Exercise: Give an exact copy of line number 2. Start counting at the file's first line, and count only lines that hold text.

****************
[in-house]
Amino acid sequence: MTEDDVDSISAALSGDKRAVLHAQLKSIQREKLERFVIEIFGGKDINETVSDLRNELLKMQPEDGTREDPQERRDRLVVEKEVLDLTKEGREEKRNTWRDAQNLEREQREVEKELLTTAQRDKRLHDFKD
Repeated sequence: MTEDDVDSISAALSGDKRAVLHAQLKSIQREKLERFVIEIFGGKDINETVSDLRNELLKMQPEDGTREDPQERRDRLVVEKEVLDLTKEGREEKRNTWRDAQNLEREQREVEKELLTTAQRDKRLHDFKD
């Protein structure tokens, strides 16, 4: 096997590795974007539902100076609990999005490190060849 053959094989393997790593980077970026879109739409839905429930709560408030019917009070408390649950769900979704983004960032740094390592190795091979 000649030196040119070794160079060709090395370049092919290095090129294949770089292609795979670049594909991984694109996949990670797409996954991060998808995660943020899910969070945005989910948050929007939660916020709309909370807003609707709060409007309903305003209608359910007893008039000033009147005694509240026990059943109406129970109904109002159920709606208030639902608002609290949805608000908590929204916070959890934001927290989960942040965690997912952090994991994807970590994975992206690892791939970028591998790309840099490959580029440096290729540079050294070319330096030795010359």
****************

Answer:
Amino acid sequence: MTEDDVDSISAALSGDKRAVLHAQLKSIQREKLERFVIEIFGGKDINETVSDLRNELLKMQPEDGTREDPQERRDRLVVEKEVLDLTKEGREEKRNTWRDAQNLEREQREVEKELLTTAQRDKRLHDFKD